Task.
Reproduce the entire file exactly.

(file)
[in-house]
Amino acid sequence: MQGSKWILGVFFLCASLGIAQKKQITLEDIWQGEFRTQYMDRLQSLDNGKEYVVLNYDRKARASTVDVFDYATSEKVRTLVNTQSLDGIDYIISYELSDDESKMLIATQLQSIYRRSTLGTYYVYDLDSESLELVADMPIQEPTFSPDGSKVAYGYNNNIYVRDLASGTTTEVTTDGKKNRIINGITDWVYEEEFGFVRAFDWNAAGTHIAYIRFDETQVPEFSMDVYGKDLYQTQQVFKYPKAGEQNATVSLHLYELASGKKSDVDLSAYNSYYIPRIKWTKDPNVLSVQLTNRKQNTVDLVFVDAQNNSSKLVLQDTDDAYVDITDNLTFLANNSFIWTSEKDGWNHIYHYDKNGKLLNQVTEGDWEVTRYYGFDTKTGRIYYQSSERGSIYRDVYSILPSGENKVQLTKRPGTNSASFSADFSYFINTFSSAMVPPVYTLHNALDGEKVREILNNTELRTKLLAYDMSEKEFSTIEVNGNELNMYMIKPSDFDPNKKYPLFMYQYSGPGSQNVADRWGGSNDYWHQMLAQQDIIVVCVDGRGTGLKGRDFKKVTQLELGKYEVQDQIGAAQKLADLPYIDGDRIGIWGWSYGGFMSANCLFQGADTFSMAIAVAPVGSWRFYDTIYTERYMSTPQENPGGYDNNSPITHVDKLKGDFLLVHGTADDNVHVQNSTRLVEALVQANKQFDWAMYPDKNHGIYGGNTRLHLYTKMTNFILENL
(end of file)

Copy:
[in-house]
Amino acid sequence: MQGSKWILGVFFLCASLGIAQKKQITLEDIWQGEFRTQYMDRLQSLDNGKEYVVLNYDRKARASTVDVFDYATSEKVRTLVNTQSLDGIDYIISYELSDDESKMLIATQLQSIYRRSTLGTYYVYDLDSESLELVADMPIQEPTFSPDGSKVAYGYNNNIYVRDLASGTTTEVTTDGKKNRIINGITDWVYEEEFGFVRAFDWNAAGTHIAYIRFDETQVPEFSMDVYGKDLYQTQQVFKYPKAGEQNATVSLHLYELASGKKSDVDLSAYNSYYIPRIKWTKDPNVLSVQLTNRKQNTVDLVFVDAQNNSSKLVLQDTDDAYVDITDNLTFLANNSFIWTSEKDGWNHIYHYDKNGKLLNQVTEGDWEVTRYYGFDTKTGRIYYQSSERGSIYRDVYSILPSGENKVQLTKRPGTNSASFSADFSYFINTFSSAMVPPVYTLHNALDGEKVREILNNTELRTKLLAYDMSEKEFSTIEVNGNELNMYMIKPSDFDPNKKYPLFMYQYSGPGSQNVADRWGGSNDYWHQMLAQQDIIVVCVDGRGTGLKGRDFKKVTQLELGKYEVQDQIGAAQKLADLPYIDGDRIGIWGWSYGGFMSANCLFQGADTFSMAIAVAPVGSWRFYDTIYTERYMSTPQENPGGYDNNSPITHVDKLKGDFLLVHGTADDNVHVQNSTRLVEALVQANKQFDWAMYPDKNHGIYGGNTRLHLYTKMTNFILENL